Dysfunctional information processing in individuals with acute exposure to sexual abuse: An ERP study


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Abstract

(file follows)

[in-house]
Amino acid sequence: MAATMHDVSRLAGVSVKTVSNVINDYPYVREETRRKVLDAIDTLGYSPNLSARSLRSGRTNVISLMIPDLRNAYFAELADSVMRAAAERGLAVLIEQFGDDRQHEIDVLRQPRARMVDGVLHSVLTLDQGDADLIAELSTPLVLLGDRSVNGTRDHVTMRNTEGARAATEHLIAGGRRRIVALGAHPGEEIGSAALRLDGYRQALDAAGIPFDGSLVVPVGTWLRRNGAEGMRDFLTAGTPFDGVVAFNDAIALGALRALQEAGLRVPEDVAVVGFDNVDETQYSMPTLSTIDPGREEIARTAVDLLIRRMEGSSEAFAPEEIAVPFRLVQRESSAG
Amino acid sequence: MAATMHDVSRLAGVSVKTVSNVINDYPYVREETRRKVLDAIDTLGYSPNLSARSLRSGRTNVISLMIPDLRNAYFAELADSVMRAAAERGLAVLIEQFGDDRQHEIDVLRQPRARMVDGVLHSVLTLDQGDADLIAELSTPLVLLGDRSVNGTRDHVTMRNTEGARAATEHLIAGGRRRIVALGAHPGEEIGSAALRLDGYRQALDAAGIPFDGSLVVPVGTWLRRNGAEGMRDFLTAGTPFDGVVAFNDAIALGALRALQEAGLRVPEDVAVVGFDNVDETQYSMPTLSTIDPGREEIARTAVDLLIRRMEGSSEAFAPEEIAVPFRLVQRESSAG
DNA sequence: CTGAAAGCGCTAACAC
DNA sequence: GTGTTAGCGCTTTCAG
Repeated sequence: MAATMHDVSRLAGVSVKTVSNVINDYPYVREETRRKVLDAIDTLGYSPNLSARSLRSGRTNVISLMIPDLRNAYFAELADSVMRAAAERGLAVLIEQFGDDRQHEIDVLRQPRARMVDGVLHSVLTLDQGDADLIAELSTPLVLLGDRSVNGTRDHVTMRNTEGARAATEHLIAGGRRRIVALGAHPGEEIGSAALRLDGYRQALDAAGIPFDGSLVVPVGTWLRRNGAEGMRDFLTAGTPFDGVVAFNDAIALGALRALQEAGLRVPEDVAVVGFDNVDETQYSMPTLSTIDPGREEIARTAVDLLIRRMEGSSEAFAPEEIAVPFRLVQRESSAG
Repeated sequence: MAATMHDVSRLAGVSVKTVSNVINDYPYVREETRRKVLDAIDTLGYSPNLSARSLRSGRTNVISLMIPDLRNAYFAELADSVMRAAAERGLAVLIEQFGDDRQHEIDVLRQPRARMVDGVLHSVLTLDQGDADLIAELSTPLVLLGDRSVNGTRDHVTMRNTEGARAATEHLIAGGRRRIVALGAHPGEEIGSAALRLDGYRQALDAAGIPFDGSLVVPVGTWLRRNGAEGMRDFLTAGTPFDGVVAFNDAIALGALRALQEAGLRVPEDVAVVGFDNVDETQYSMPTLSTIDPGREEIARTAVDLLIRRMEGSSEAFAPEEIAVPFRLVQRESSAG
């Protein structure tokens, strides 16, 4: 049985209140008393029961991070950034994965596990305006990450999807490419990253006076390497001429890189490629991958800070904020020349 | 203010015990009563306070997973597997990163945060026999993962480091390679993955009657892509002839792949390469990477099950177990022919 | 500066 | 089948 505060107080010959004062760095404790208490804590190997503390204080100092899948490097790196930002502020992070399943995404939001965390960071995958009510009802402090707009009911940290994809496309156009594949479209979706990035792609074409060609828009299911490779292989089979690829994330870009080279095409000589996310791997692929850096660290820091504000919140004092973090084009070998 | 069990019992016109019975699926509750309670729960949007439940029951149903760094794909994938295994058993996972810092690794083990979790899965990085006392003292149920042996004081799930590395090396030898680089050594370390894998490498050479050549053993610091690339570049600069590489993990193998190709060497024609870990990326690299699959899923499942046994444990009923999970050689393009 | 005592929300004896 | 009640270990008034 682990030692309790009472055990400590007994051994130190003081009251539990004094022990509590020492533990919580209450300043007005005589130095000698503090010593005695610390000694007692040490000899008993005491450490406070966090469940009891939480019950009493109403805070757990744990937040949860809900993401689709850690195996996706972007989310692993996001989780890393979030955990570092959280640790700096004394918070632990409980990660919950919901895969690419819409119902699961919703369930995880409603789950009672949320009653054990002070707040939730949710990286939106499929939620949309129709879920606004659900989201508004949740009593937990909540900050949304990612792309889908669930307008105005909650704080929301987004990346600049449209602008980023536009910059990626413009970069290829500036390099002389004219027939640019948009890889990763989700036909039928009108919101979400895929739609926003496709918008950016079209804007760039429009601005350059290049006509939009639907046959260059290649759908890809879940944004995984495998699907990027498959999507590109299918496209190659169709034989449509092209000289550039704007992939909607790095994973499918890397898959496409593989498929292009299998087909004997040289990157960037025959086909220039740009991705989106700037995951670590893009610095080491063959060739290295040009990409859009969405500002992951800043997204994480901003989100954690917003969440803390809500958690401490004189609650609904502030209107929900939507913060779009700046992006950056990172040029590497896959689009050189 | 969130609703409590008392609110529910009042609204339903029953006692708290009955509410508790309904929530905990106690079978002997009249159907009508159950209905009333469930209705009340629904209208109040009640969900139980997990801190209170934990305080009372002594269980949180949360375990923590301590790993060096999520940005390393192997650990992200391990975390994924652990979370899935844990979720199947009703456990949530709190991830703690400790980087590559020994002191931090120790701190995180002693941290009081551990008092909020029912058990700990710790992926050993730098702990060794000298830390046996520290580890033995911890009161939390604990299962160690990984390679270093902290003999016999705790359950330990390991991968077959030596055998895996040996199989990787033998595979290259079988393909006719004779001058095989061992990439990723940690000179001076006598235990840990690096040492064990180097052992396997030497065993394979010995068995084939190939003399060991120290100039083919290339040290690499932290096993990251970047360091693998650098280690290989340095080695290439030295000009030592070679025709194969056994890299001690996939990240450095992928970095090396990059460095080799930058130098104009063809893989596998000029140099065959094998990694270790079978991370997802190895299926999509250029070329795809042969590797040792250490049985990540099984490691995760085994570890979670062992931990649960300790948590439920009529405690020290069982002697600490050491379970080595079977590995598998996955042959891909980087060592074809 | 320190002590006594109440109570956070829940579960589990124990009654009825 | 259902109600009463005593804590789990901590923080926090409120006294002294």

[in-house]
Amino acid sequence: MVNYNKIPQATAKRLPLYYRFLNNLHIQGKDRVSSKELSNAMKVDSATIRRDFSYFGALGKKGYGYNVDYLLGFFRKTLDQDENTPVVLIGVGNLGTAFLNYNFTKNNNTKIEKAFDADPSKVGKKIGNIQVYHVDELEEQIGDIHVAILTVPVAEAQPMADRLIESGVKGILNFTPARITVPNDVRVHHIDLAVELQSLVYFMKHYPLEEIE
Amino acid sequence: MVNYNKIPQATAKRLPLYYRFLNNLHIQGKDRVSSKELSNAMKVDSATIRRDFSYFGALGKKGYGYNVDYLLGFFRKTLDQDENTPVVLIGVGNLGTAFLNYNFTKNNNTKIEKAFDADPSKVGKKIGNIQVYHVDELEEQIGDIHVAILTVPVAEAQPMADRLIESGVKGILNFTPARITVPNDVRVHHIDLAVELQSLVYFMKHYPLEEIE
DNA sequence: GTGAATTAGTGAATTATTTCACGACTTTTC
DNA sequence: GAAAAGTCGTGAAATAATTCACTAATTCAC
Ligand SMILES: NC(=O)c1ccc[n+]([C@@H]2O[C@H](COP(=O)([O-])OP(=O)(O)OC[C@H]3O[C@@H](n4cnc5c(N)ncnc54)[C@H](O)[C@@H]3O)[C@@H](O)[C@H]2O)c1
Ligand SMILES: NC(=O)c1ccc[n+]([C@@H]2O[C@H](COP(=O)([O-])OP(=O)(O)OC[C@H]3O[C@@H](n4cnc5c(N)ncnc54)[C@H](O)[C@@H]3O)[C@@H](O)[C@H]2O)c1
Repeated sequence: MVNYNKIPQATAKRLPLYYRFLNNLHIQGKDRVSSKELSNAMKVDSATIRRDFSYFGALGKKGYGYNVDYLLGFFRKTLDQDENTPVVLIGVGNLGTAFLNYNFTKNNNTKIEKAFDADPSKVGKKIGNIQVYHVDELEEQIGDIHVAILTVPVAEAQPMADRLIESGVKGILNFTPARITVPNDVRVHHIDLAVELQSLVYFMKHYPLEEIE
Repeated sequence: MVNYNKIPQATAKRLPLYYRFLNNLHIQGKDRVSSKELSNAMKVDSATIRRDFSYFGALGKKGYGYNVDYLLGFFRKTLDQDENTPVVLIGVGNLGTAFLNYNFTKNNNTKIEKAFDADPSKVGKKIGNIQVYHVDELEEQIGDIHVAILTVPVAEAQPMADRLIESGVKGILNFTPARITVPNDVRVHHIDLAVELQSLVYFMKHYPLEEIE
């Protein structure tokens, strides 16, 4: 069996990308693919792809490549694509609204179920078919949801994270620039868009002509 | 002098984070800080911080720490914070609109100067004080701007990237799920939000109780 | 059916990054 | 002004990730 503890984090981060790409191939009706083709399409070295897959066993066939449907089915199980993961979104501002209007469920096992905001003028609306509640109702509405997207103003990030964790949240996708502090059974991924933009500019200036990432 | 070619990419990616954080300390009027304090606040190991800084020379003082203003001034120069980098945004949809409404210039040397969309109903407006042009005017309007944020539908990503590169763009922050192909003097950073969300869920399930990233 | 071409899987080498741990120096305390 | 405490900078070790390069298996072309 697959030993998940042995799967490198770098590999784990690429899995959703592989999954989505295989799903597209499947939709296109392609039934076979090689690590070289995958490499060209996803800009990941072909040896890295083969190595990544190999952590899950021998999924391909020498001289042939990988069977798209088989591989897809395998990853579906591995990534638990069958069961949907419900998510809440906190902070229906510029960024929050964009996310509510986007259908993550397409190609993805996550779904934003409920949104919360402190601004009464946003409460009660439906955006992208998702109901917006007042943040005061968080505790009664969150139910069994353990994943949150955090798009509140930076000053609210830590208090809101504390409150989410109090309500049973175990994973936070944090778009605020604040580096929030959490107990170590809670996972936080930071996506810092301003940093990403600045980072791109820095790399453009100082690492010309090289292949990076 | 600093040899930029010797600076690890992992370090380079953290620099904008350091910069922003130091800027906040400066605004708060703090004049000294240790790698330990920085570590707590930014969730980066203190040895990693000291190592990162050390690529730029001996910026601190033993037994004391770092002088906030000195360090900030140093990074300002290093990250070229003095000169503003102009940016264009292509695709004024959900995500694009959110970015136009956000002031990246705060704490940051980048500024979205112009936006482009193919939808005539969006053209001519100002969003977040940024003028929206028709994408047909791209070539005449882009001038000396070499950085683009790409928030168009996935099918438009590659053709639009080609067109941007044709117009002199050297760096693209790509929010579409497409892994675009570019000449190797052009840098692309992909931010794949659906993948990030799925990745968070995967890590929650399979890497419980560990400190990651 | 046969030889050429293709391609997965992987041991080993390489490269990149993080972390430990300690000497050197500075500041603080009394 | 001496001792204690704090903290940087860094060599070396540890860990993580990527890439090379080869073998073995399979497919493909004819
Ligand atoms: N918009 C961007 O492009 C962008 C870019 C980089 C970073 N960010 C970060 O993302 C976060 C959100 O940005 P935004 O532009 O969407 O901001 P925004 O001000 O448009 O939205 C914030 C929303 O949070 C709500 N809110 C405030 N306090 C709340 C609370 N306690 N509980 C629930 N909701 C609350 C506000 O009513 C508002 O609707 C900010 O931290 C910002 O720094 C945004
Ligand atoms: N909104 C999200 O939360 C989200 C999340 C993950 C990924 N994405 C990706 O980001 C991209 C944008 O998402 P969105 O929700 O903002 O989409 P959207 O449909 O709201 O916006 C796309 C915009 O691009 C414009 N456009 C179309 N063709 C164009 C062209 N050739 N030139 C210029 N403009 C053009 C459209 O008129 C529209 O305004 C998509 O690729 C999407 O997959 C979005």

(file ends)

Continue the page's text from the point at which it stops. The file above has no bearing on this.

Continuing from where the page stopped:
Acute stress disorder (ASD) and posttraumatic stress disorder (PTSD) may occur after traumatic event and also cause significant life time impairment. P300 event-related potential (ERP) is a potential biological marker for PTSD and can reflect cognitive impairment in information processing and attention. Despite the usefulness of ERP, there are few attempts to reveal relationships between ASD and P300. In the present study, we aimed to determine if the P300 of the patients who were the victims of sexual abuse reflected the quantitative trait of ASD or if P300 is applicable as a state marker for predicting the risk of PTSD.Fifteen female victims of sexual abuse diagnosed with ASD and 18 healthy controls (HCs) without trauma exposure participated in this study. We investigated the P300 ERPs in patients with ASD to compare them with those of HCs. ERPs were acquired from female adults during an auditory oddball task. Between-group differences in amplitudes or latencies of P300 were investigated using repeated-measures analysis of variance.The ASD groups showed reduced P300 amplitudes at the midline centroparietal site as well as reduced accuracy rates during an auditory oddball task compared with the HCs.These results indicate that ASD have abnormalities in the P300 compared to those in HCs. Moreover, the reduction in P300 could be considered a candidate neurophysiological marker for ASD.

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